The Telegraph
Friday , May 9 , 2014
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The hot, blistering summer has descended upon New Delhi, and this singed city patiently awaits the declaration of the election results. The bureaucracy, which once used to be incorruptible like steel, is now corroded, politically partisan and therefore untrustworthy. It is beavering away trying to curry favour with the people it thinks could form the new government at the Centre. There was a time when the secretaries of the government of India were representatives of the educated class of this country; they were the best and the brightest. They were above nepotism and sycophancy, asserted their views and operated within established rules and norms. They helped citizens to be productive and effective.

Decades later, instead of continuing the good work and moving with the times, the babu epitomizes regressive, restrictive thinking, and is usually closed to new ideas and initiatives. This breed of administrators has crippled the creative initiatives of a young India that has been undergoing a transformation over the last few decades. Traditional skills and strengths could have been put to use in a contemporary manner. Such entrepreneurship would have added value to the past and enriched the future. A small bunch of decision makers in the corrupt corridors of power damaged the soul of the country.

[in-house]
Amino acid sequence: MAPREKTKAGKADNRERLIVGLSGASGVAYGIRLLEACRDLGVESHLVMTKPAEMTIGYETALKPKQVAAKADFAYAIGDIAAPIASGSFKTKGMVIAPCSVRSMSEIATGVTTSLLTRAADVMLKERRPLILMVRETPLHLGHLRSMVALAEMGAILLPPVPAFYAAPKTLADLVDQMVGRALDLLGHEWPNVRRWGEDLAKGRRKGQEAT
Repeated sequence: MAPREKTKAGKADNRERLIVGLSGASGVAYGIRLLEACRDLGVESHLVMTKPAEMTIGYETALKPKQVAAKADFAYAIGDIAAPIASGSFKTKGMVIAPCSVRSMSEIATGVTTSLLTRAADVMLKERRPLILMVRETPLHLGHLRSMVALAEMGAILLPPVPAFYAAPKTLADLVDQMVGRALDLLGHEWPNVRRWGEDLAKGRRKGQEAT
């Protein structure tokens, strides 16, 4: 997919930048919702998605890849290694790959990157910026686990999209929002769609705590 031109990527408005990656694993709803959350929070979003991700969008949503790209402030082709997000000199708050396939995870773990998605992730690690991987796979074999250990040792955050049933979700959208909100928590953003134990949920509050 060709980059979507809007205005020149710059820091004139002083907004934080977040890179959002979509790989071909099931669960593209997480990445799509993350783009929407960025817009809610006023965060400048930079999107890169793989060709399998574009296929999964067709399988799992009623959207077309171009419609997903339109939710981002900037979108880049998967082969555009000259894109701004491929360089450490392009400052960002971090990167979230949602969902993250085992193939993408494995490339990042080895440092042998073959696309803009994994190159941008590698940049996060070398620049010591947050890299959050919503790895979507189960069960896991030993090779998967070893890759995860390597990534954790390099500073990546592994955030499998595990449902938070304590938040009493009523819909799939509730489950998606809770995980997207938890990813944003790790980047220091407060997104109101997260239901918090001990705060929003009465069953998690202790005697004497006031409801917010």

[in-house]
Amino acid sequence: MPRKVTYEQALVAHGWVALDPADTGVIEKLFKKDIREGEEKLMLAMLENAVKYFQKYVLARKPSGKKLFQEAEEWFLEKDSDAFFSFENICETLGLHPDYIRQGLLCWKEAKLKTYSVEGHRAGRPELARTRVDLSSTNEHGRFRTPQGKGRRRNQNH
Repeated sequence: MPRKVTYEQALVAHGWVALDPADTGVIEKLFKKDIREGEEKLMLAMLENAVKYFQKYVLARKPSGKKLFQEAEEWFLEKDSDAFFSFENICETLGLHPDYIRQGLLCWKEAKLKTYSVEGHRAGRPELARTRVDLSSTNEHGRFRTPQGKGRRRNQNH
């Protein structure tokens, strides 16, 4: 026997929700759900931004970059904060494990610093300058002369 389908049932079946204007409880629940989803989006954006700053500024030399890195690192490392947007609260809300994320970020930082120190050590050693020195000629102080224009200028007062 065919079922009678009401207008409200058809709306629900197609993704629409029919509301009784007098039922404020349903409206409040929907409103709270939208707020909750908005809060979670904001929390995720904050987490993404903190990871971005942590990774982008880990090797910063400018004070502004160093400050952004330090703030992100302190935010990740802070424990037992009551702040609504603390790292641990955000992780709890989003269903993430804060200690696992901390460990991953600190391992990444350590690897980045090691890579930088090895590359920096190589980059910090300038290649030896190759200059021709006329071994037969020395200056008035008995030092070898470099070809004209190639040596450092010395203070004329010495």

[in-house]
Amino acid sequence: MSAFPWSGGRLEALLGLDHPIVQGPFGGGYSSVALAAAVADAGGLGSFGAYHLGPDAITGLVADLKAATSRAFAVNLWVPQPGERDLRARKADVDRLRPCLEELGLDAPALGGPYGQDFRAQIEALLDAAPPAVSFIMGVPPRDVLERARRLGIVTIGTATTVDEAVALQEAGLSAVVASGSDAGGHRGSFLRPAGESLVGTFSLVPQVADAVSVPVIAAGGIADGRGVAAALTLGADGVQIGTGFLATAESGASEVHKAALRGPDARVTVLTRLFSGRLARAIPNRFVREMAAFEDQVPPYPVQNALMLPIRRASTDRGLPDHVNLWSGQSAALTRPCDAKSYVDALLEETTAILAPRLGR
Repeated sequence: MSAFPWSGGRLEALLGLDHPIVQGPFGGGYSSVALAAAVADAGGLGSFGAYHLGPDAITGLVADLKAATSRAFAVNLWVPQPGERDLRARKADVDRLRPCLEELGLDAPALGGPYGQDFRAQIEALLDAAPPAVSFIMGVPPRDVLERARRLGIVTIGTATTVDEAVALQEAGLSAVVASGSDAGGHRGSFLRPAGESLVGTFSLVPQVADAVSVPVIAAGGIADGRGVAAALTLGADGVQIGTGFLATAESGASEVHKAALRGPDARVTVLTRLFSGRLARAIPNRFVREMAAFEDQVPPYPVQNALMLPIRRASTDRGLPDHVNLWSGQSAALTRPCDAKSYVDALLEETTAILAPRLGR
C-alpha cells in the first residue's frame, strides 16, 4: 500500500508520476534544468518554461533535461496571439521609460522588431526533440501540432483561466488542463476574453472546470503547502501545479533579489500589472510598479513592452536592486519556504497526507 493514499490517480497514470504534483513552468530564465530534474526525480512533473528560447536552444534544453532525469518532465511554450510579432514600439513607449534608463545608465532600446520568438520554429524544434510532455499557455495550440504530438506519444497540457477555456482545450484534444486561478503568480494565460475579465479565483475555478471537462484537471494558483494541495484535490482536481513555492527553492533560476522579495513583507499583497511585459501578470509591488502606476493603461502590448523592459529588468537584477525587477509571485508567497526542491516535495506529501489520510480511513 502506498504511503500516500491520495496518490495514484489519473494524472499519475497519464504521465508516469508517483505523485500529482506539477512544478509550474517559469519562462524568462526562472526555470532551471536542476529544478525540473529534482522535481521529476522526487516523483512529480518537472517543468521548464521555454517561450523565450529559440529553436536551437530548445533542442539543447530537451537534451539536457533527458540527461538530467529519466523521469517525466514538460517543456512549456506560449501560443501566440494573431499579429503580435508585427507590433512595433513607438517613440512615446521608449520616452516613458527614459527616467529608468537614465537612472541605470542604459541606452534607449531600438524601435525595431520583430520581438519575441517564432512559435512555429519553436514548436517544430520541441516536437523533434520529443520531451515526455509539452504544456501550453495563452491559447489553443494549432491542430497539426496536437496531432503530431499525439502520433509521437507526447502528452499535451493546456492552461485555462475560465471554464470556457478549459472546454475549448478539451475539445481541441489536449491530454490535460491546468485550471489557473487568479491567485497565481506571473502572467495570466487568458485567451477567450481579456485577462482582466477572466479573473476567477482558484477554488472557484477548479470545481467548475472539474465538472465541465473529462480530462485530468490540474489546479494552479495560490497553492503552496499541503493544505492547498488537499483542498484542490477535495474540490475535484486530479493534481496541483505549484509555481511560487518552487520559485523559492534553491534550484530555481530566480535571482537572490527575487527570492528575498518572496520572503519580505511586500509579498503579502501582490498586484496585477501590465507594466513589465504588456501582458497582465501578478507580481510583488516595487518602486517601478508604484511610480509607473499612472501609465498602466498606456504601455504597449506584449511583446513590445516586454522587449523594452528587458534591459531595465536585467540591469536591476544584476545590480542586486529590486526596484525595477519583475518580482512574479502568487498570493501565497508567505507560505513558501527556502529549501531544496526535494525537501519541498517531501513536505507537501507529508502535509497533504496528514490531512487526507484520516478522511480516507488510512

Sectors such as tourism and hospitality can generate employment and huge financial returns if they are modernized. It is clear, however, that the babu and his restrictive practices have managed to stall what could have been rapid growth. It is shameful to see the vast difference in the numbers of people who visit Africa’s game parks and those who go to India’s. In fact, it would not be far from the truth to say that the Metropolitan Museum of Art in New York draws more visitors within a particular time frame than all the museums in India. There is no excuse for this inordinate failure in ensuring that basic amenities are available for safe travel and comfortable living when people visit our country.

Hurry up

Both the Centre and the state governments need to think differently and think big if they are to put India on the path to real progress. Babus will always try desperately to protect their turf when they see entrepreneurship blossoming in this new age. They are bound to be left behind with their archaic thinking unless they begin to actively assist and work towards change, even if they do not quite comprehend the ‘new’ age and the things that excite a new generation.

Corruption in India was the direct result of illegal restrictions and foolish regulations that were designed to prevent creative expression. The babu never understood such creative expression because of his caged mindset. In order to overcome every obstacle that stood in the way of entrepreneurship moving forward — attaining licences, for example — the exasperated entrepreneur, who could not afford to lose money and precious time because of red tape and inordinate delays, took to paying off the babu in cash, and sometimes in kind. He had to resort to this to get the bureaucrat to do something he ought to have done anyway. This was the irony plaguing the nation.

As Indians, we are constantly discussing and damning crony capitalism, but we seldom think about how it is aided by politics and the administration. This three-armed monster has stunted growth in the country and led to great disillusionment. One would have thought that the checks and balances in this dirty game would be provided by the Indian media. But the press too has fallen prey to being partisan. Biased reporting has ensured that the nuanced realities on the ground are rarely presented to readers and viewers. Legitimacy must be restored.